Facebook’s Other Big Disruption
Facebook just made a potentially game-changing announcement. It got less fanfare than Tuesday's announcement that it is going into the social search business, but this other announcement may have bigger long-term implications for the technology industry.
Put simply, some of the world's biggest computing systems just got a little cheaper, and a lot easier to configure. As a consequence, the companies that supply the hardware to these systems may have to scramble to remain as profitable. The reason is a Facebook-led open source project.
In 2011 Facebook began the Open Compute Project, an effort among technology companies to use open-source computer hardware. Tech companies similarly shared intellectual property with Linux software, which lowered costs and spurred innovation. Facebook's project has attracted many significant participants, including Goldman Sachs, Arista Networks, Rackspace, Hewlett-Packard and Dell.
At a user summit on Wednesday Intel, another key member of the Open Compute Project, announced it would release to the group a silicon-based optical system that enables the data and computing elements in a rack of computer servers to communicate at 100 gigabits a second. That is significantly faster than conventional wire-based methods, and uses about half the power.
More important, it means that elements of memory and processing that now must be fixed closely together can be separated within a rack, and used as needed for different kinds of tasks. There is a lot of waste in data centers today simply because, when there is an upgrade in servers, lots of other associated data-processing hardware has to be changed, too.
There were other announcements, like a computer motherboard called Grouphug that allows different manufacturers' chips to be interchanged without altering other parts of the machine. Before, they were custom made. Put together, such innovations potentially lower the cost and complexity of running big and small data centers to an extent that works for a lot of companies.
"Who wouldn't want a cheaper, more efficient server?" said Frank Frankovsky, vice president of hardware design at Facebook, and the chairman of Open Compute. "The problem we're solving is much larger than Facebook's own challenges. There is a massive amount of data in the world that people expect to have processed quickly."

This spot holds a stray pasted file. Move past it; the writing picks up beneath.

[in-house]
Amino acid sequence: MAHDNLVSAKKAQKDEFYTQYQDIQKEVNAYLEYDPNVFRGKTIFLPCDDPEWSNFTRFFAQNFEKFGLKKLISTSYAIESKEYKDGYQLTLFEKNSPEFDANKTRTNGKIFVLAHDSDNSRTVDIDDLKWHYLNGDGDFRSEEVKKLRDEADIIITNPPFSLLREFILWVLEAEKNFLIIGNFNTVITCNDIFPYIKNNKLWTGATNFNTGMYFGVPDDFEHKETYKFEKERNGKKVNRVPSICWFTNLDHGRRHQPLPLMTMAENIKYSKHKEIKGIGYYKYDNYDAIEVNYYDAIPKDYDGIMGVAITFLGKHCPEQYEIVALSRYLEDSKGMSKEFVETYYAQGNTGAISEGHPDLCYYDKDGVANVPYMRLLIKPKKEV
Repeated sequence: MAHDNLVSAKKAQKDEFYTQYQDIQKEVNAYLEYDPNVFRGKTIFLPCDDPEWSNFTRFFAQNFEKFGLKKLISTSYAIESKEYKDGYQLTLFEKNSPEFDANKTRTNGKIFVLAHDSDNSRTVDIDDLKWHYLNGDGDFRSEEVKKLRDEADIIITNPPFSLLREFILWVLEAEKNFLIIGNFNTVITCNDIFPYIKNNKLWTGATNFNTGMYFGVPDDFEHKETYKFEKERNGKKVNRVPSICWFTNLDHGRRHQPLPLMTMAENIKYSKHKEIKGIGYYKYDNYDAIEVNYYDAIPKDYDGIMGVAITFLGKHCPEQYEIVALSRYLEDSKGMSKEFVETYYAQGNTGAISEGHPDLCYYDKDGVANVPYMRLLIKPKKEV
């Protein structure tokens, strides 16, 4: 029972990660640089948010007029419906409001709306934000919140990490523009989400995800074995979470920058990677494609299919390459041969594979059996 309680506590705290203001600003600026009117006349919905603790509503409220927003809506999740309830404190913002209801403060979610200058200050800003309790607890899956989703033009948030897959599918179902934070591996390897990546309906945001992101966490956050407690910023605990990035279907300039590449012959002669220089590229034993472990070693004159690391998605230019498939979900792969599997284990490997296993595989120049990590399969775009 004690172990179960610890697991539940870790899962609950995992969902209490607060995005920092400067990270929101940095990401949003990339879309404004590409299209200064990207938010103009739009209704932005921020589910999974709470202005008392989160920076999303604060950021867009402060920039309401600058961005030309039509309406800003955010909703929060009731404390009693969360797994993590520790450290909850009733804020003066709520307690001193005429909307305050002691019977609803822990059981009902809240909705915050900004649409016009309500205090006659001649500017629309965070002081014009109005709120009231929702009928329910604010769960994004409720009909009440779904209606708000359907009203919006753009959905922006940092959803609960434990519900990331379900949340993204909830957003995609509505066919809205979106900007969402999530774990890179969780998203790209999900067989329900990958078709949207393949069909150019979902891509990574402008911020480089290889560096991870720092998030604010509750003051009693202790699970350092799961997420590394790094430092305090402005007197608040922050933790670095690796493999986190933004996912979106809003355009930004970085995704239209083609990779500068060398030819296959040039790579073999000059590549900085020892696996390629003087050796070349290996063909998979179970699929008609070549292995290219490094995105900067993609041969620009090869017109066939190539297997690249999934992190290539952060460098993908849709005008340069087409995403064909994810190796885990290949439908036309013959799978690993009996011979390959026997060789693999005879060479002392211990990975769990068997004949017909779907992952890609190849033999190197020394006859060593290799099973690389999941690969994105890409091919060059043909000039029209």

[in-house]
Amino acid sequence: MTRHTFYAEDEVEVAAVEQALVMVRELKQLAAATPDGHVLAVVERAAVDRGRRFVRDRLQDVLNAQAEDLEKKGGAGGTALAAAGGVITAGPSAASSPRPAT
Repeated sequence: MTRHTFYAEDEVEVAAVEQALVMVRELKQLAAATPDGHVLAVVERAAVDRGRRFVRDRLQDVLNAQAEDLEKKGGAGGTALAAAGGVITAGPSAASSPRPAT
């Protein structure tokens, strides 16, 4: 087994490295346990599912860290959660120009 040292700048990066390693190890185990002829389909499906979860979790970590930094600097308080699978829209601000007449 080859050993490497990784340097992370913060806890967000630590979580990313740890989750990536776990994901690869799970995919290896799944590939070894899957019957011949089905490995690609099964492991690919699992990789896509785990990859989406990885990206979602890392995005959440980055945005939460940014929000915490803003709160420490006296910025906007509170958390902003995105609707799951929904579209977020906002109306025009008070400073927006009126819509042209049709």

To be sure, it's in Facebook's interest to attack expensive hardware. The company makes money from a service that requires hundreds of thousands of computer servers distributed in big centers around the world. Google and Amazon.com, which are not members of the project, maintain proprietary systems which they apparently felt gave them a competitive edge.
For Facebook, the difference seems to be more in the software. To the extent hardware costs drop, that's great for them. Mr. Frankovsky argued that, while "this puts challenges on the incumbents" in hardware, "it also helps them. They have a finite number of engineering resources, and this way they hear from a community about whether there is an interest for a product." Intel may hope to benefit from its open-source release, since it could see an overall rise in demand for its chips with the move toward cheaper computing.
The real test is whether Facebook can increase the number of potential buyers for Open Compute equipment. "The question is, can they extend this beyond a few Web businesses like Facebook and Rackspace, or a few financial exercises at Goldman, and bring this to industries like oil or aerospace?" said Matt Eastwood, an analyst with IDC, a technology research firm. "That will take it from 20 or 30 companies to hundreds of companies."
The issue isn't so much a technical one, he argues, as it is one of getting corporate information technology professionals interested in radical design changes. Mr. Frankovsky is aware of the problem. Recently he and his colleagues led a seminar in Texas for BP, Shell and other oil giants on how they could use Open Compute hardware in their data centers.
This will not change things dramatically this year, and possibly even next, but over the long haul it could remake a lot of businesses. Linux, remember, was around for several years as a minor player, but eventually undid Sun Microsystems and others.